During the Commission of the Bishop’s Conferences of the European Union (COMECE) organised inter-religious conference “Shaping the Future of Work”, Mgr. Antoine Hérouard, President of the COMECE Social Affairs Commission, officially presented the reflection on the changes in the labour world, encouraging the EU to shape the digital and ecological transformations of our economy and society aiming to the common good.
The conference was held at the European Economic and Social Committee (EESC) on 27 November 2018.
The report is the result of a year long process of consultation and dialogue that started in November 2017 with representatives of the European institutions and Catholic-inspired organisations and representatives of young European Christian workers movements – including the Young Christian Workers.
The COMECE document suggests 17 policy recommendations that range from the promotion of international labour standards and the social economy to special provisions on tax justice and workers in transition. Some of these include:
1) Ensure decent working conditions in all forms of employment: Workers should be entitled to a core set of enforceable rights, including health and safety protection, access to mandatory training and information, and access to adequate social protection.
2) Facilitate the exchanges of good practice on decent working hours: With the spread of mobile work devices a culture has developed of permanent availability. The EU should secure working hours that respect health and human dignity and include a “right to disconnect”.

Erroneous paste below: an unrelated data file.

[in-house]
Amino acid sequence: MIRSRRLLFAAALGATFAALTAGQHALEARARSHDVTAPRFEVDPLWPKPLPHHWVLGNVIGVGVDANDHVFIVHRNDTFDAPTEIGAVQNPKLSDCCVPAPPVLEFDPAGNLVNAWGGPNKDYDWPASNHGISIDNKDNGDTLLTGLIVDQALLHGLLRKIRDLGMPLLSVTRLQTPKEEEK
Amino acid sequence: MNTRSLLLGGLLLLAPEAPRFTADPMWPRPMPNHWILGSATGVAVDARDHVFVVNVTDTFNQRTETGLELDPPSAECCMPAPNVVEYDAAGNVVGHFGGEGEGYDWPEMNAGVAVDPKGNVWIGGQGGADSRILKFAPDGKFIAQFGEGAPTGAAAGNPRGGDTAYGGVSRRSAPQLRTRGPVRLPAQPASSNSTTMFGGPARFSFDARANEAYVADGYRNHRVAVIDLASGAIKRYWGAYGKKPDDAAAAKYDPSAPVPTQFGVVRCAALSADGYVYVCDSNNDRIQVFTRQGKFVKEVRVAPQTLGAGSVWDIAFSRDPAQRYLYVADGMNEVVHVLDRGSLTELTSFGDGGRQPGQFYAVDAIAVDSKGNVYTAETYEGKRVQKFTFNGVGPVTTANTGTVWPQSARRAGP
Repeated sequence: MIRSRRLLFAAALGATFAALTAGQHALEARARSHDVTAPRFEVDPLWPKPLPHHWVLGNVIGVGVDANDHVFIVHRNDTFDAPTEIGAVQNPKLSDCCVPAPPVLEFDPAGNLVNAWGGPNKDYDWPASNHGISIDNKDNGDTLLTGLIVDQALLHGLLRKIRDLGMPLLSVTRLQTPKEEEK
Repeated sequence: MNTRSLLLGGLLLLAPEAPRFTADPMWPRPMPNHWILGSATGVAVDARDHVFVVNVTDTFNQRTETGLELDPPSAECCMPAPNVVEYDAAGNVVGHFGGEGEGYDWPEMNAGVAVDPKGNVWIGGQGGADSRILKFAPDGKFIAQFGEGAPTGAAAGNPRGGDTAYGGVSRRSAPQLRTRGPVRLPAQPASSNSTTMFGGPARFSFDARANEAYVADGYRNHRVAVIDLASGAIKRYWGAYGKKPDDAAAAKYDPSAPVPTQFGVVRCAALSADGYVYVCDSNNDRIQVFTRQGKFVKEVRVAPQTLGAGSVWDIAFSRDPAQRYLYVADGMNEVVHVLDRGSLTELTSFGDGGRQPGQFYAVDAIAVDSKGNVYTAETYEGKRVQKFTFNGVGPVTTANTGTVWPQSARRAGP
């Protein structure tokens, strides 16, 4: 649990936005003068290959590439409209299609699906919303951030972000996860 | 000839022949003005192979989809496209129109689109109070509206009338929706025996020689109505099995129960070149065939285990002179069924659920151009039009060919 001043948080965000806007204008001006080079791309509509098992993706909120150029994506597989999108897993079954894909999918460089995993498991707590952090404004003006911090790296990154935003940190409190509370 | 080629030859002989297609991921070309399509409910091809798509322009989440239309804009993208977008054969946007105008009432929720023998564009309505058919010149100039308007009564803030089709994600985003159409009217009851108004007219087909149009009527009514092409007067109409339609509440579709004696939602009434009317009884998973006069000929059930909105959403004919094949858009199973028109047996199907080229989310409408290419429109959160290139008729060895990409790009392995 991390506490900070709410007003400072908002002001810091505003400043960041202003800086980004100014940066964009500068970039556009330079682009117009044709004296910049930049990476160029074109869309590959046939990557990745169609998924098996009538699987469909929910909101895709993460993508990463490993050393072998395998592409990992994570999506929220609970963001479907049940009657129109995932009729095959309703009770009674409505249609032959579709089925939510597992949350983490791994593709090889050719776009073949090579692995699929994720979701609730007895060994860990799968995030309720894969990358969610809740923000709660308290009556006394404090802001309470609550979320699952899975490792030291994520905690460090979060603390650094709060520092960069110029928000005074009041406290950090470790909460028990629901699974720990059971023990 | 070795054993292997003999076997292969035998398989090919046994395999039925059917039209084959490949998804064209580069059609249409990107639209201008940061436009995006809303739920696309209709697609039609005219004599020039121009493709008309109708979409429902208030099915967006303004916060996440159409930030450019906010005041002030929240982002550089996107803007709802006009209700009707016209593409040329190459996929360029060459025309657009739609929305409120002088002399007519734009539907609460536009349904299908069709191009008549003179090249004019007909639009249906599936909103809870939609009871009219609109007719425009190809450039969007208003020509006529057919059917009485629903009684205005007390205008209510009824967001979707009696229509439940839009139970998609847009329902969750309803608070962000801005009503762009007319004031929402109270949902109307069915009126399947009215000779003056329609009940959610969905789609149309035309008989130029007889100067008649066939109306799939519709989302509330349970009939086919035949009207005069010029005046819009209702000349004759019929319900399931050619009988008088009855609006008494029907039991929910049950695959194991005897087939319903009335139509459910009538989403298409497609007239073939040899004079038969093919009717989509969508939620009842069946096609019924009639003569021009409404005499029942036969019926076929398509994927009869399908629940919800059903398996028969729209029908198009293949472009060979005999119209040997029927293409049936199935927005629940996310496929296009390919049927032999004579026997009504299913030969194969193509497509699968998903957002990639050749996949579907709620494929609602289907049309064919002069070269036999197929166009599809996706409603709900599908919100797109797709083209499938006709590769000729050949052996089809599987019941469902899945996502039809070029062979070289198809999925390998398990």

3) Rethinking the notion of education: In childhood and youth, education lays the foundation for a self-determined life, but in a rapidly changing world of work it should become the constant element of working life. The European Commission should promote life-long learning schemes and assess the possibility of introducing personal learning accounts that workers could use to pay for education and retraining.
Quoting the reflection paper, Mgr. Hérouard identified the challenges in the current shift and called the EU and its Member States to take the ecological and digital transition as an opportunity and to shape both trends towards a common European vision of a decent, sustainable and participative world of work for all.
During the conference, Mgr. Jean-Claude Hollerich SJ, President of COMECE, highlighted the role of work as an integral part of human identity and instrument to care for Creation and stated that “religions are called to remind Europe that our society is composed by human persons, not by statistics”.
The conference was co-organised by the International Labour Organisation (ILO), the EESC, COMECE and its faith-based partners as a contribution to the recently launched ILO centenary initiative on the future of work.
The event gathered more than 200 persons from the Christian, Jewish and Muslim faiths with the participation of Mairead McGuinness, First Vice-President of the European Parliament, Luca Jahier, President of the European Economic and Social Committee, Heinz Koller, ILO Regional Director for Europe and Central Asia and MEPs Claude Rolin (EPP) and Patrizia Toia (S&D).